Howl, Howl, Howl, Howl, Howl

Last night RAI TV gave us one of its all-too-rare highlights: a live broadcast of Dario Fo’s monologue (first issued in 1999)  “Francesco Lu Santo Jullare”, (Francis, the holy jester), which, at age 88, he delivered with amazing energy and panache in his own creative Italianate dialect (e.g. “permissione instead of “permesso”, “papéo” instead of “papa” etc.).

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Nobel Prize winner in 1997, Fo is famous for his satires on politics, religion, the police, the family and other Italian institutions. This time, however, he had a kind word to say about the present Pope Bergoglio, starting from his name, the first time a Pope had dared to call himself “Francis” (which was a name used for the first time ever by Francis’s family and which means “son of the French woman” since Francis’ mum came from France). Like St Francis, Fo drew parallels with Bergoglio’s wish to live in relative poverty, using an “old banger” as a means of transport, his attachment to simple accommodation, his proverbial understatements, his queueing up for his meal at the vatican lunchtime canteen, his abhorrence of high finance, indeed, of money, in any form –  a theme which recurs week after week in Bergoglio’s “udienze”.

Proceeding from the first pope Fo had anything positive to say about, the great actor, playwright, producer, author, supreme commedia dell‘artista, went on to describe incidents from the life of St Francis against vivid painted backcloths of almost neo-gothic symbolism. Fo’s aim was to present Francis, warts and all, free from the iconographic cleansing of the Council of Narbonne and later hagiographers who, finding the real St Francis too much to take, attempted to turn him into a sentimentalised figure, more pleasing to the Church and less controversial.

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One incident narrated in Fo’s multi-charactered monologue related to that famous wolf he meets in Gubbio:

Francis persuades the raw-lamb-and-goat-meat loving wolf to become a more “moderate” beast. Perhaps the wolf, himself, wanted to become more “civilised”, to bark rather than howl and turn into man’s best friend – in other words to domesticate himself, become part of a congregation instead of remaining a lone outsider.  Noticing that shepherds killed and ate their lambs at Easter “in honour of God” (as they still do in Italy today – roast lamb is not a common dish here except at Christ’s resurrection feast), the wolf pleaded provocatively with Francis (Fo’s howling-barking simulation of the conversation between man and beast was here particularly masterly) to turn him into a “moderate” man so that he could legally eat meat!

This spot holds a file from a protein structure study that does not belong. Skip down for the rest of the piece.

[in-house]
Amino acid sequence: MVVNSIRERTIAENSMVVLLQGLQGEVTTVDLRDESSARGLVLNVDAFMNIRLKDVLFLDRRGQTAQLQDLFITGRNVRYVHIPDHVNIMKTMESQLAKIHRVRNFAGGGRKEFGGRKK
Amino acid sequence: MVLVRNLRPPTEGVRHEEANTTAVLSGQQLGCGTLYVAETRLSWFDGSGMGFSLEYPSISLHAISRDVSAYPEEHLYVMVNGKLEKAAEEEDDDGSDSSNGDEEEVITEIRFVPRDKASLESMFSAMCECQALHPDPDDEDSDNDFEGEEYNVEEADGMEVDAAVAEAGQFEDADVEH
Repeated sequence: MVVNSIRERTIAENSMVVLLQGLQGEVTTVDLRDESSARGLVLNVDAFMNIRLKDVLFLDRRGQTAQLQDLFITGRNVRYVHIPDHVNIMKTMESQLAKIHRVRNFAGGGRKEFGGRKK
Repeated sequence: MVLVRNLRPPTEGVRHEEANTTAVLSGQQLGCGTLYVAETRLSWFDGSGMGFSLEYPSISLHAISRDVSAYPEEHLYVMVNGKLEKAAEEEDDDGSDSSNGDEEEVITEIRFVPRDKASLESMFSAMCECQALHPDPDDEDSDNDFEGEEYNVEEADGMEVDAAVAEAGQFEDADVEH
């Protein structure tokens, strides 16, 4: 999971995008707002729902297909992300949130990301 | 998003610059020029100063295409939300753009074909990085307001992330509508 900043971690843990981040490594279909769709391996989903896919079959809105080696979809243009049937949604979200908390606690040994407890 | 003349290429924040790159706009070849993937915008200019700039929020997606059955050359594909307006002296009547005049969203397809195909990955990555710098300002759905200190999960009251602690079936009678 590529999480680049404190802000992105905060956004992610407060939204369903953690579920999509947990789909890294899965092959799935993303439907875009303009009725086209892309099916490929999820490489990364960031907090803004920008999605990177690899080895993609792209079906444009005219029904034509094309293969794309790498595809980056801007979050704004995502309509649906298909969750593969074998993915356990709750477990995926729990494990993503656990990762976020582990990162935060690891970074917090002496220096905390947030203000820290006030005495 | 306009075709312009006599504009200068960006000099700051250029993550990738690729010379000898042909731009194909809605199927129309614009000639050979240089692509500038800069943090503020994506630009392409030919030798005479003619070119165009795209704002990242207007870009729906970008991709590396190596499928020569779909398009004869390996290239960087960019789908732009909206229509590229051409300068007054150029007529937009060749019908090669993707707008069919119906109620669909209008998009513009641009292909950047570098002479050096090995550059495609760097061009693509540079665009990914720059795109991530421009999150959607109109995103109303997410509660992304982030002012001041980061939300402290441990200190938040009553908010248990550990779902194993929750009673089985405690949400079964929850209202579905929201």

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Those who have read “The Little Flowers of Saint Francis” will know the end of the story. The wolf renounces his savage slaughter, is adopted as Gubbio’s city pet, becomes as meek as a lamb, is given free luncheon vouchers until the end of his life when he is accorded a solemn burial.

I thought of this part of Dario Fo’s brilliant monologue, particularly as there are several shepherds in these parts who take a very different view regarding wolves. For example, noticing his flock steadily decreasing one local shepherd even took the expedient of setting up a CCTV camera. Replaying the recording, the horrified man noticed the unmerciful slaughter of his animals by a wolf who carted off an average of one lamb per night.

There was nothing this shepherd could do. Unlike wild boars, wolves are protected species in Italy, and for anyone to “cull” the ancestral dog would amount to hefty fines or even imprisonment,

What do we do then? I am reminded of a shark-infested beach in Queensland Australia where, after several bathers had lost limbs or even their lives at the teeth of the primitive monsters of the deep, the authorities decided to step in and kill off the sharks to allow safe bathing. Did this make the bathers happy? Quite the opposite! There were large protests on the beaches against the authorities for interfering with nature!

Did Francis interfere with nature? What was the real message of his meeting with the Wolf of Gubbio? Can wildness be tamed whether it appears in animal or human form? Can two opposed species manage to speak the same language? Can the lion lie down with the lamb?

I look around me and see that once domesticated and cultivated landscapes are being abandoned to unbridled natural re-forestation, that the birds are reclaiming their woods after years of persecution by the rifle and that by full-moon-light I can hear the faint ululation of wolves repopulating the mountain tops after having wandered here along the Apennines all the way from Calabria and La Sila through the Abruzzi. At the same time my wife has noted that at full moon I seem to her to appear to become more hairy and lycanthropic…

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